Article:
This week, I had the pleasure and privilege of teaching a workshop called Project Hero at East Hampton Middle School.
Project Hero is a Theater Arts curriculum created by the incomparable Kate Mueth for Guild Hall and The Hamptons International Film Festival, that partners with and pushes into local middle schools. Teaching artists spend three days working with sixth grade students on...their feelings. We have conversations. Through theatrical games we dig deeper into their own narratives, and their own stories. We cultivate a space that hopefully gives them the tools to dea and cope with the world around them. We ask them to look inward at their own reactions to circumstance and conflict. We ask them to look around and see how they can help another.
We build empathy.
And it is beautiful.
Earlier this week, the world lost Kate Spade.
Today we learn that Anthony Bourdain is no longer with us.
And as strange is it may seem to you, the work that I did in this workshop this week is intrinsically tied to the suicide of these two bright souls.
Too often we put up walls.
Too often we look the other way in uncomfortable situations.
Too often we stay away from those we don't understand, or don't know.
Too often we think we know the plight and mood and motivations of another. How many times have you looked at someone and thought, they have it all together? How many times have you looked at someone and thought, "they don't understand struggle or pain."
Nobody is immune to struggle and pain, and mental health does not discriminate.
It does not care how much money you have. It does not care what you look like. It does not care about your gender.
It does not care.
Part of the workshop is an activity called the spectogram. We literally put a piece of spike tape down the middle of the classroom and make a line. One side is "yes", one side is "no", and the middle of the line is "maybe".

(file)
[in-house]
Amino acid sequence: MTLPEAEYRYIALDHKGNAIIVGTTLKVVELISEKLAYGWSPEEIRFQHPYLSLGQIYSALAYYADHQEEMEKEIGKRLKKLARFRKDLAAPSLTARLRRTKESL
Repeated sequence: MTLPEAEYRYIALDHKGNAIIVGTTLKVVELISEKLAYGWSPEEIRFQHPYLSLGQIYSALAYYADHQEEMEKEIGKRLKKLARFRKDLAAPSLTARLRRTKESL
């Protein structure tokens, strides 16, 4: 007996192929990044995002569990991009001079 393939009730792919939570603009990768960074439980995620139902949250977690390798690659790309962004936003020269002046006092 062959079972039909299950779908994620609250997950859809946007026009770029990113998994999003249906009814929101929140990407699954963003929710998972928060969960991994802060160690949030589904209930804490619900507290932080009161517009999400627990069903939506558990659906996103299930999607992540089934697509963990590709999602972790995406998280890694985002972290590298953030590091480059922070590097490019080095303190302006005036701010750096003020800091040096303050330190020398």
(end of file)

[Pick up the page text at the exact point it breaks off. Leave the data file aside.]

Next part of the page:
We then ask the students a series of questions, starting with the less personal (i.e. - I love the color pink, and slowly but surely leading up to more serious topics like, I have been bullied. I feel like I don't have anyone to talk to."
Each and every time I run this workshop, there's always one statement that hits kids the hardest.
This year it was "I do not feel safe at home, and/or I know someone who does not feel happy at home."
Five out of the fifteen students in my class moved to the "yes" part of the line.
One student, we'll call him Paul was upset by this.
"Megan, he said. I love going home. I let out of sigh of relief every time I go home and go, "ahhh, school is done." I can't imagine not loving being home. Or not feeling safe at home. And it makes me feel so bad that some people feel that way. And it makes me want to take them into my home."
Isn't it funny how sometimes, the children of this world are the ones who teach us?
I said to him, "Paul, that is beautiful. That is wonderful. And I hope you never lose that. I hope when you are an adult, and when you see people hurting, you always want to have them come into your home. I hope you always want to help."
I don't know where the point is when people stop inviting the hurting into our homes. And I mean this in the figurative sense, of course. But somewhere along the line, it happens. But perhaps it's students like Paul that can bring us back to what matters most.
People need people. And depressed people need people even more. And they're not going to ask for help. The world in which we live doesn't always create the space where we can ask for help without fear. Without judgement. Without repercussion of having a negative label tattooed on our foreheads.
But, I have to hold out hope that we can create that space.
Imagine a world where people feel safe asking for help, where people could pursue counseling without fear of judgment, where you could say, “I’m not fine”?
Let's create that world.
I don't claim to have any special solutions to this. And quite frankly, I don't think there is one. For I do know too many people championing for the hearts and mental health of others, and if there was a magic fix, they would've used it by now.
But I do know it starts with conversation. It starts with listening. It starts with showing up for those you love, and even for those you don't.
Everyone has a different story, but at the core of us all remains three things: the desire to be seen, to be heard, and to be loved.
So as you navigate your days, weeks, months, and years ahead - see people. Hear people. Love people.
And invite those who are hurting into your "home".